Question #b220e

1 Answer
Nov 26, 2016

Here's what I got.


You can find the average atomic mass of copper, #"Cu"#, by looking at its element box in the Periodic Table of Elements.

The average atomic mass is added at the bottom of the element box; in copper's case, you have an average atomic mass of #"63.546 u"#.

Now, the average atomic mass of a given element is calculated by taking the weighted average of the atomic masses of its stable isotopes.

The weighted average refers to the fact that the abundance of each isotope determines its contribution to the average atomic mass of the element.

#color(blue)(ul(color(black)("avg. atomic mass" =))) sum_icolor(blue)(ul(color(black)( "isotope"_i xx "abundance"_i)))#

Keep in mind that the above equation uses decimal abundance, which is simply percent abundance divided by #100%#.

So, you know that copper has two stable isotopes and that copper-63 has an abundance of

#69.17% = (69.17color(red)(cancel(color(black)(%))))/(100color(red)(cancel(color(black)(%)))) = 0.6917#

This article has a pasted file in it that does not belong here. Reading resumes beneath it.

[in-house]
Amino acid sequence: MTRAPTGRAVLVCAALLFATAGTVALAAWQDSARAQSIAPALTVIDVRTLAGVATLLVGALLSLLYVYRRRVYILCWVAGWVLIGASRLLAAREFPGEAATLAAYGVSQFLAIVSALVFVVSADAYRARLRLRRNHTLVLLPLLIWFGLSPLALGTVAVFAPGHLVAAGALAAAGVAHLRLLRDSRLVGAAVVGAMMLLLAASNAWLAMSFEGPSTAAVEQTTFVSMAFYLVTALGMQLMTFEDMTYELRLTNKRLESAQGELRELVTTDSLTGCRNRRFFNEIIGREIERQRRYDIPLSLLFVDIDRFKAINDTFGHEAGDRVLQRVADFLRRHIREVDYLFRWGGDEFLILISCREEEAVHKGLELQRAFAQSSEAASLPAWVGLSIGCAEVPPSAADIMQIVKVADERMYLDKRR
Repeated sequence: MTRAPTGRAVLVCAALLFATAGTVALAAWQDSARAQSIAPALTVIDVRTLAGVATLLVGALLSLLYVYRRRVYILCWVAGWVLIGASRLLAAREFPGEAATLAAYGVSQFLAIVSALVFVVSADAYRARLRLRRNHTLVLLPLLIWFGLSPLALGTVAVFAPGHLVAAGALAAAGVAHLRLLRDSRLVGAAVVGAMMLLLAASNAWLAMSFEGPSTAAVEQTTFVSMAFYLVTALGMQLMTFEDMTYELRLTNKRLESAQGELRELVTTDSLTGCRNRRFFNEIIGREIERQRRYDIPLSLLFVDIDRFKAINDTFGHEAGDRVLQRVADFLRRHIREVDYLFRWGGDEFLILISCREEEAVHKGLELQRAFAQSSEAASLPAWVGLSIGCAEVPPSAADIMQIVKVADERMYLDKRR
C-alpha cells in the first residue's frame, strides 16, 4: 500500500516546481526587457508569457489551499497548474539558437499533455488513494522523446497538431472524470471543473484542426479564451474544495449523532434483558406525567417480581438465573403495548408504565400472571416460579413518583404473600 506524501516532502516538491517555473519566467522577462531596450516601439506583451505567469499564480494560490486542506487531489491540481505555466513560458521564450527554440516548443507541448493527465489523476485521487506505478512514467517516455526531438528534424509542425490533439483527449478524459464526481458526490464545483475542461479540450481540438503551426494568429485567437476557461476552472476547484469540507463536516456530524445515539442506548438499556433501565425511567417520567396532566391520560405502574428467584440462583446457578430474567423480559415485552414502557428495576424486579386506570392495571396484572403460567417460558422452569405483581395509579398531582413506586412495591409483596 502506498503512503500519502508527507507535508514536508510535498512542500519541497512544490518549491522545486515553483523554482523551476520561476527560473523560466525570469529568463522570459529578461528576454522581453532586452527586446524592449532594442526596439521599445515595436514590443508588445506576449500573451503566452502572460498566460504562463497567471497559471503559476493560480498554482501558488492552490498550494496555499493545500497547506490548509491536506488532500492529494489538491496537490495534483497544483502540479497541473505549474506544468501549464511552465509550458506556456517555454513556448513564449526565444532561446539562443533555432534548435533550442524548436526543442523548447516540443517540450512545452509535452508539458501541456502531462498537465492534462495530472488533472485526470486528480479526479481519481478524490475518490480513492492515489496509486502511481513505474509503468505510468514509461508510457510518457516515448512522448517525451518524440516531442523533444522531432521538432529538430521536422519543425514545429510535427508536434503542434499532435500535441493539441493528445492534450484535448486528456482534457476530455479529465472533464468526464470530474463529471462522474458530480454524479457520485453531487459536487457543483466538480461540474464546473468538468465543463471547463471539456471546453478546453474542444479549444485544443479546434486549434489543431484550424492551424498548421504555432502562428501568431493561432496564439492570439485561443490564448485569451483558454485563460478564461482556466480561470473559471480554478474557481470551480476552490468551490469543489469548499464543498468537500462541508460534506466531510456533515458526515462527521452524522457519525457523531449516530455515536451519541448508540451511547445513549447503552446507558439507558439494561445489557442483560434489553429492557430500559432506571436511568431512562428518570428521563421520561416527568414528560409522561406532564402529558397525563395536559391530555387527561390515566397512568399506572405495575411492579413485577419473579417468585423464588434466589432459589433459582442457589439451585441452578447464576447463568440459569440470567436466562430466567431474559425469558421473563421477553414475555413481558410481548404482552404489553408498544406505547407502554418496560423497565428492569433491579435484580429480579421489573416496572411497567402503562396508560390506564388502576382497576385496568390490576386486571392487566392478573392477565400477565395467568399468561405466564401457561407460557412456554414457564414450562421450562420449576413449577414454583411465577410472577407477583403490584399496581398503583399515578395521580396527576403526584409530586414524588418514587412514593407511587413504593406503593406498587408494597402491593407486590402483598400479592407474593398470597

This means that the second isotope will have an abundance of

#100% - 69.17% = 30.83% = (30.83 color(red)(cancel(color(black)(%))))/(100color(red)(cancel(color(black)(%)))) = 0.3083#

If you take #x# to be the atomic mass of the second isotope, you can set up the equation as

#"63.546 u" = x * 0.3083 + "62.939 u" * 0.6917#

Rearrange to solve for #x#

#x = ("63.546 u " - " 43.535 u")/0.3083 = color(darkgreen)(ul(color(black)("64.908 u")))#

I'll leave the answer rounded to five sig figs.

To find the identity of the second isotope, i.e. its mass number, round the atomic mass to the nearest whole number. In this case, you have

#64.908 ~~ 65#

The second isotope is copper-65, or #""^65"Cu"#.